Incorrect. However, with the above attitude, I can only guess that most writers hate YOU. All of this is you specific, attempting to paste the entire industry with your petty frustrations. People are people. Individuals are individuals.I'm not saying you're not entitled to your opinion, but I find it to be ignorant, ill-thought out and poorly executed. Maybe you should put it in a script, so you could critique it.

Once again, however, I should point out that there are one or two good ones out there... we should be kind to them and nurture them.But they are the VAST minority.

Have the balls to write me and let me know who you are - trust me to keep your identity secret - and we'll see how you react. But I don't need your kindness and your nurturing… I'd rather just have your respect, as you would prefer mine.

But enough of my blabbing... tell your writer horror-stories here and, if you feel compelled, name off the ones you think are the worst of the worst.

Puss move, anonymiddleagedguy.

Have at it!

Consider it had.

Sib: My take...

I think that this is a very old argument that a few (hopefully, very few) cranky misanthropes refuse to stop harping about. I prefer to think of them as "Klanimators", as such a blanket hatred of another group for no legitimate reason should, by nature, require some sort of pointy headgear.

And yet, sarcasm aside, I think I can understand from whence a lot of this came. When I started writing cartoons in the early 90's, the majority of my jobs were freelance. This meant that I was just another anonymous guy - with no specific training or knowledge of the animation process - dropping stacks of pages on some storyboard artist's table. And, good, bad or indifferent, he or she had to just deal with it...and fix any stupid mistakes I may have made because I didn't know any better. I totally get how that would piss somebody off.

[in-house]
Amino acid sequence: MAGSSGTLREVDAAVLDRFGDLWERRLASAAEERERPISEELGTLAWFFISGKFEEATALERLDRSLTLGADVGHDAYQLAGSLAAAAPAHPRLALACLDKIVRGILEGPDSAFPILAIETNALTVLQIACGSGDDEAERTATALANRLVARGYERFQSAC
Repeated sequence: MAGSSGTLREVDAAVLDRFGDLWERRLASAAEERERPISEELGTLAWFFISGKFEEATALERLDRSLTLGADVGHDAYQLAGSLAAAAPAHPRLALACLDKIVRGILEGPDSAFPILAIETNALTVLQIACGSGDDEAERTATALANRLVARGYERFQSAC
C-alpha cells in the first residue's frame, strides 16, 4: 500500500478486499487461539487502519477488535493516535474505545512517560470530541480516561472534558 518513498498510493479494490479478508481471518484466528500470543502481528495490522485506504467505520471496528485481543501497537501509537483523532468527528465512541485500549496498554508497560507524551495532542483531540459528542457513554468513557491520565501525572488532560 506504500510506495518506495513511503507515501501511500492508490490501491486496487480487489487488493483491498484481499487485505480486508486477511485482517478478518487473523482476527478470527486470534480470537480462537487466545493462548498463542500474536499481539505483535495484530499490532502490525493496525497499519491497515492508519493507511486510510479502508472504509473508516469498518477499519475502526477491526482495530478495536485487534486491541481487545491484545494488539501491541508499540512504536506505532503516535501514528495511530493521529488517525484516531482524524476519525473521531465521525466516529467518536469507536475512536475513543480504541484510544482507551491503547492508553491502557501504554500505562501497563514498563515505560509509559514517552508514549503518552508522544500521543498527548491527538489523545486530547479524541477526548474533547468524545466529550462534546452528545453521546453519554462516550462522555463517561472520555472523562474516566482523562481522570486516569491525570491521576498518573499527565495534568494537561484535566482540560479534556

I do think that, by and large, things have changed. There are more writers who have a lot of experience in this medium. Working on staff - where you're in-house and in the middle of the mix- there is an opportunity to actually...and here's the million dollar word...collaborate with the artists. I have an incredible amount of respect for the artists I've worked with - and there's nothing better than looking at a board of a script you've written, and finding a visual joke (or 2 or 10) that you never saw coming...and laughing your ass off. That's what makes this process so much fun...different people bringing different sensibilities and skills to the table.

Why a few naysayers have to constantly try to drive a wedge between writers and artists, I'll never understand.

Now, if you'll excuse me, I have to go kill another puppy.

Marmel: Calling All Cartoon Writers

Okay, so here we go.

I've been an animation writer for nearly ten years. Starting at Johnny Bravo, spending a good chunk of my career on Fairly Oddparents and Danny Phantom, and most recently, working on Yin Yang Yo.

I can't draw.

There are a handful of blogs - John K's blog, and This Doof (who unlike John K, doesn't have the courage of his convictions enough to post with his name) who consider cartoons with animation writers to be the work of the anti-christ.

Which is ridiculous.

There is also CartoonBrew which has, I think, a more even-handed coverage of things... but if you wade into the comments section when they discuss writing in animation, you'd think that writers were summarily killing their puppies or something.

And while plenty of writers have their own sites - my spaces pages, blogs and the like - I'm not aware of a place where we can all post together. So, that's the goal here.

There isn't a writer alive who thinks they can do this without talented animators. And there isn't a writer alive who doesn't think there are talented animators who can do this WITHOUT writers. But in writing, and animation, the people who do that well are few and far between.

Whether I'm one of those people is not the case here. Obviously, I'm proud of what I do, but that's subjective. It's the idea of writing as an artform... that some people paint with WORDS. That writers can have an idea, an image, a visual, or a story in their head and while they may be incapable of taking a pen to paper, or stylus to wacom tablet, it doesn't make them any less creative. It's just a different kind of creative.

So... that's the goal. If you're seeing this, chances are you're one of a handful of writers I personally know that I invited to publish here. But feel free to invite the writers YOU know to contact me and be a part of this.

And to those of you who think there's no place for writers in animation - you're welcome here as well. Post, comment, whatever. But just remember, as you do that... you're WRITING your reply, not drawing it.

- Steve